Tax changes to spur fight on UK non-doms?

Changes by HMRC to the tax regime are influencing UK non-domiciled residents to move overseas in the short term with mixed impacts for the Treasurey and UK economy.

HMRC sign from offices at parliament square
 A quarter of non-doms living in the UK are considering leaving the country over the coming year, mainly because of changes in the tax regime, according to a survey by accountants Moore Stephens.Moore Stephens, whose imminent merger with BDO will create the UK's fifth largest accountancy firm, says that aside from the stricter tax system, respondents looking to move cited what they saw as a less welcoming environment from the government and, inevitably perhaps, the uncertain consequences of Brexit.The firm said it had surveyed "scores" of non-doms - people who are usually resident in the UK, but are domiciled overseas, meaning they do not pay tax on overseas income unless they bring it into the UK.

New tax rules for non-doms

However, Moore Stephens pointed out that new tax rules meant there would now be a £60,000 annual charge for non-doms who pay tax on the so-called ‘remittance basis’ and have been resident in the UK for more than 12 of the last 14 years.There will also be restrictions on the ‘remittance basis’ to non-doms who have been resident in the UK for 15 or fewer of the last 20 years – longer-term non-doms now must pay UK income tax on all their worldwide income.And there has also been new ‘failure to correct’ legislation, which introduces stiff new penalties for non-compliance around offshore assets, including penalties of up to 200 per cent of the tax owed.

Economic impact of non-doms in UK

Moore Stephens says that these changes have directly led to more non-doms considering leaving the UK in the short term.Simon Baylis, head of private client services at Moore Stephens, said: “As non-doms have the ability to leave the country at very short notice, the government must be alive to the risk of losing them and the income they provide to the UK.“Non-doms make an enormous contribution to the Treasury through the tax they pay directly. On top of that, the impact they make indirectly through their businesses, investments and job creation is also very substantial.“Non-doms understand the role they have to play in being responsible taxpayers, and the statistics show that they more than do that. It’s important that the government does not go too far, and treat them as unwelcome guests.”Government figures show that, in the 2016-17 financial year, non-doms paid £9.4 billion in income tax. That year, however, data released over the summer showed there had already been a 29 per fall in the number of registered non-dom taxpayers in the UK - from 120,000 in 2015-16, to 91,000 in 2016-17.Craig Hughes, partner at accountants Menzies LLP, commented at the time: “There has been a noticeable increase in non-doms leaving the UK in recent years. However, to date the overall number of leavers has been relatively small.“There is a concern this could be about to change however, as more ultra-high net worth investors have been exploring the idea of leaving the UK recently. In other words, people have not yet boarded a flight, but they have visited the travel agents to check the climate of other countries.”HMRC said its data said the drop in the numbers claiming non-dom status last year was broadly split into two groups: those who had decided to become fully domiciled in the UK during the year, and those who had paid very little tax in 2015-16 and left the UK tax system the following year.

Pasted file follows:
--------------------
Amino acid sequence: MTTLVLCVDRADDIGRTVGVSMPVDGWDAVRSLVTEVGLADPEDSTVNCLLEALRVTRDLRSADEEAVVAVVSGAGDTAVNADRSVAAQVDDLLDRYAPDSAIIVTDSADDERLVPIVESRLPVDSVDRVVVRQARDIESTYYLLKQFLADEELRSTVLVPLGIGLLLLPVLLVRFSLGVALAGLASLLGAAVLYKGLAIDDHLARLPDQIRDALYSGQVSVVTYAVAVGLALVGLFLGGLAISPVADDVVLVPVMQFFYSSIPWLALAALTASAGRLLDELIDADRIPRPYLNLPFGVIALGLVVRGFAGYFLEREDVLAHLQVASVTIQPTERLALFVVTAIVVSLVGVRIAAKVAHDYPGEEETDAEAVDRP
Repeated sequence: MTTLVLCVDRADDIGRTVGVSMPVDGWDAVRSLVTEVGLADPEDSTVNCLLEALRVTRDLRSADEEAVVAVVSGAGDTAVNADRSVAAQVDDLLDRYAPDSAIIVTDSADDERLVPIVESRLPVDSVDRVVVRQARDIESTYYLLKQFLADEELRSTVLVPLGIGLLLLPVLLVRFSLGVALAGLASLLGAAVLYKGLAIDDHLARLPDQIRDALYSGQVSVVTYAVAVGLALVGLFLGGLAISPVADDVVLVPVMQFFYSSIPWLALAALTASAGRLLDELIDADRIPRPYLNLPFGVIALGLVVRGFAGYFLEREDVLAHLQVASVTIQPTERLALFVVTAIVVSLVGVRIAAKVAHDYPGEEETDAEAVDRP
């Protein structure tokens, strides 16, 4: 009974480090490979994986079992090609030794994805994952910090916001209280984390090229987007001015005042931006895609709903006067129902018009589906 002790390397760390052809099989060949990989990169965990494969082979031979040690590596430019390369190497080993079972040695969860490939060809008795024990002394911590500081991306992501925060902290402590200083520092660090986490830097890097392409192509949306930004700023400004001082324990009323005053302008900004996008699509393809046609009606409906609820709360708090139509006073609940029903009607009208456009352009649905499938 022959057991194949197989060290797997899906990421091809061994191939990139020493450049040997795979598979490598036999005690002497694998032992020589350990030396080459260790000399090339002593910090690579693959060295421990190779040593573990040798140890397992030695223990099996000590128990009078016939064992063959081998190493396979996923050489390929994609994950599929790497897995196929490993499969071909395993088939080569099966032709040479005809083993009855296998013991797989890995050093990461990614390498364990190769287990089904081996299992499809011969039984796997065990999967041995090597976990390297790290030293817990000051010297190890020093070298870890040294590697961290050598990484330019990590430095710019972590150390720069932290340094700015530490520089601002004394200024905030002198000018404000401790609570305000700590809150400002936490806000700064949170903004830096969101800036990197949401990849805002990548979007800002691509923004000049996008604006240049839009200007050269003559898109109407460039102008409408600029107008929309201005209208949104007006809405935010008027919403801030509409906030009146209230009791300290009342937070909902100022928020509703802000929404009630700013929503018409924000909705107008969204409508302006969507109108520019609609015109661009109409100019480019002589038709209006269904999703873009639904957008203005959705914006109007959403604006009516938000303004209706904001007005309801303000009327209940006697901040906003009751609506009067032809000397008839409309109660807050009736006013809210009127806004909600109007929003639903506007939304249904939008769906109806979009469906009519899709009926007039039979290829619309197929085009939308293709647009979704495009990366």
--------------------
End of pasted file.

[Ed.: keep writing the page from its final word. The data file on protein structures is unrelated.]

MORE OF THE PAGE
Brexit to impact in the long term

Lucy Brennan, partner at accountancy firm Saffery Champness, said the drop in numbers did not yet indicate the “post-Brexit flight of the non-doms” and was more to do with HMRC “getting on top of its admin”.She said it would be some years before the repercussions of Brexit were felt, and that the tax take from non-doms may actually increase in the next few years.“While the new rules may have an effect on non-dom numbers in the next year or so, with people becoming deemed domicile in the UK far sooner, the tax take itself may actually increase as more worldwide income comes into HMRC’s purview,” Ms Brennan said.Relocate’s new Global Mobility Toolkit provides free information, practical advice and support for HR, global mobility managers and global teams operating overseas.Global Mobility Toolkit download factsheets resource centreAccess hundreds of global services and suppliers in our Online DirectoryClick to get to the Relocate Global Online DirectorySubscribe to Relocate Extra, our monthly newsletter, to get all of the international assignments and global mobility news.

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